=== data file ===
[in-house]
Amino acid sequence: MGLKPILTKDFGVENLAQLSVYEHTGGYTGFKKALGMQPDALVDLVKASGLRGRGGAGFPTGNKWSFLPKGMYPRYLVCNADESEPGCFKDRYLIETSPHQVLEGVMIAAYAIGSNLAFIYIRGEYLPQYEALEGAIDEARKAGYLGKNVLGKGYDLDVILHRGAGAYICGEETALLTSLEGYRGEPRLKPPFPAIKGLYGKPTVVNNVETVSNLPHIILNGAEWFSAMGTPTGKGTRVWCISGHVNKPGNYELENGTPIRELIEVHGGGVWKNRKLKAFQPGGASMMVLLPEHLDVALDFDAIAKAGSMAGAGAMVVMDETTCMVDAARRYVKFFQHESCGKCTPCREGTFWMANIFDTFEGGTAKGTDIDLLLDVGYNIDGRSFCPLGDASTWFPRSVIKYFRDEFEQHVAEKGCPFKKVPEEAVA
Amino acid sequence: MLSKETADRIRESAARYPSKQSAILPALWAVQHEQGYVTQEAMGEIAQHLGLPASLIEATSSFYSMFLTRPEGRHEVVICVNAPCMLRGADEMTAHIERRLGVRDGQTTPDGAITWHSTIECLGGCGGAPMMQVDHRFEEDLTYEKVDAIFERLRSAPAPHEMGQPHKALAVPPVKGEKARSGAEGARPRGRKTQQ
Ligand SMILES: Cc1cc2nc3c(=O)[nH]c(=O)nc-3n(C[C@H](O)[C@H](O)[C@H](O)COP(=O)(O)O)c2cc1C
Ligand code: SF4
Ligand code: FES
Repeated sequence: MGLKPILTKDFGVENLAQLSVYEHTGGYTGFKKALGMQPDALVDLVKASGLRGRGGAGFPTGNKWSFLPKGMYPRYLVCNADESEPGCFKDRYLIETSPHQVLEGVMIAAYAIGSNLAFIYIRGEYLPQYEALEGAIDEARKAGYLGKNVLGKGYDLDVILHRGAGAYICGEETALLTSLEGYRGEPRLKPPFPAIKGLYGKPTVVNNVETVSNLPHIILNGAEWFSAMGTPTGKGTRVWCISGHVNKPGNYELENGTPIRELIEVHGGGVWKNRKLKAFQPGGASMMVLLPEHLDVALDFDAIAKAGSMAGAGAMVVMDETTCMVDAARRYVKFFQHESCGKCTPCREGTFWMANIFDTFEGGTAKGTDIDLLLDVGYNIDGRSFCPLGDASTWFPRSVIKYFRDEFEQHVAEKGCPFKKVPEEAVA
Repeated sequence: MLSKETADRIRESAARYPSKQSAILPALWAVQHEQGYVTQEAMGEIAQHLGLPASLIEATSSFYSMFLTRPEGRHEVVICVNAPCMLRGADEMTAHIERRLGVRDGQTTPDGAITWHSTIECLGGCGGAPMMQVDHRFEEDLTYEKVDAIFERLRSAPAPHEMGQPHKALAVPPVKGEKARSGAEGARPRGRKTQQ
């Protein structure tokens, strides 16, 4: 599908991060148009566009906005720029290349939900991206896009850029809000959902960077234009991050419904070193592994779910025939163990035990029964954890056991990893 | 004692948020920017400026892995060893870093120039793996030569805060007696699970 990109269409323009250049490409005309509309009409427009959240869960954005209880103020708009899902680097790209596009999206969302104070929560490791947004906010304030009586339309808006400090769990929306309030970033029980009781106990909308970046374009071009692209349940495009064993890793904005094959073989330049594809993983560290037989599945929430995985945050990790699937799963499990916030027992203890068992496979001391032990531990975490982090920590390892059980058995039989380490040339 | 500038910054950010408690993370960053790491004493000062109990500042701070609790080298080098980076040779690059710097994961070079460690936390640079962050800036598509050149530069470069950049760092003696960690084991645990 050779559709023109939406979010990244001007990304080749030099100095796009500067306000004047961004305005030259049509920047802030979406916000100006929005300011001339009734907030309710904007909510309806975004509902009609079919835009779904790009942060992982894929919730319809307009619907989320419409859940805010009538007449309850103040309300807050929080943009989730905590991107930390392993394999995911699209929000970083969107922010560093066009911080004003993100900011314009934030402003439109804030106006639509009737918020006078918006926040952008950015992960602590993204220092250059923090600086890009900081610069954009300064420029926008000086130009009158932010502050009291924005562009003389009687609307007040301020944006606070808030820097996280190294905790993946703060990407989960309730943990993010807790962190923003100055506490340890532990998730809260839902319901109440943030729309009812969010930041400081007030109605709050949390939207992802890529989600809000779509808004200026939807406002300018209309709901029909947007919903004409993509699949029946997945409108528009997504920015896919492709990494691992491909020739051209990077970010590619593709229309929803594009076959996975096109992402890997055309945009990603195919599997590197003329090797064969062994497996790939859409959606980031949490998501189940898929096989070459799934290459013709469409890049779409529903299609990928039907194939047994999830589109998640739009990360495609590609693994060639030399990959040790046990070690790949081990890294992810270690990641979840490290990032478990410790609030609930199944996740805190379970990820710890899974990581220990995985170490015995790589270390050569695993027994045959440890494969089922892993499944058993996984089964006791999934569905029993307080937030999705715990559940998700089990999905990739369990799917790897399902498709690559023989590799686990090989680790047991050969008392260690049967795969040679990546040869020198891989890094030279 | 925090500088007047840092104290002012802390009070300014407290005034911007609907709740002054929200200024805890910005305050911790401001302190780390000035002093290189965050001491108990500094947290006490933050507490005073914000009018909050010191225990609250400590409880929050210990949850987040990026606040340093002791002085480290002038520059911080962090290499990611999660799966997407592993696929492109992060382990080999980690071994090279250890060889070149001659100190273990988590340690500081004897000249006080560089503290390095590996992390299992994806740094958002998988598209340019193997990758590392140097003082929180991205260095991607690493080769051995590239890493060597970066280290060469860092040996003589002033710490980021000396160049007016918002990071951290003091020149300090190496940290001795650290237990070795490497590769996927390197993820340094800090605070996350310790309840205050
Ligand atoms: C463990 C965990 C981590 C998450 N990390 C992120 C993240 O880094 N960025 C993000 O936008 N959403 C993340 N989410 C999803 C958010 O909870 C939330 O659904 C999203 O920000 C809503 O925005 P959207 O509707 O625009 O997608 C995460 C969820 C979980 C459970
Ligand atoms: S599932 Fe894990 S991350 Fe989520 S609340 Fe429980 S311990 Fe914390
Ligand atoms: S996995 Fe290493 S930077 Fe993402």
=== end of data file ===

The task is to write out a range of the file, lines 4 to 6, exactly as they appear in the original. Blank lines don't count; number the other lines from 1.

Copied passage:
Ligand SMILES: Cc1cc2nc3c(=O)[nH]c(=O)nc-3n(C[C@H](O)[C@H](O)[C@H](O)COP(=O)(O)O)c2cc1C
Ligand code: SF4
Ligand code: FES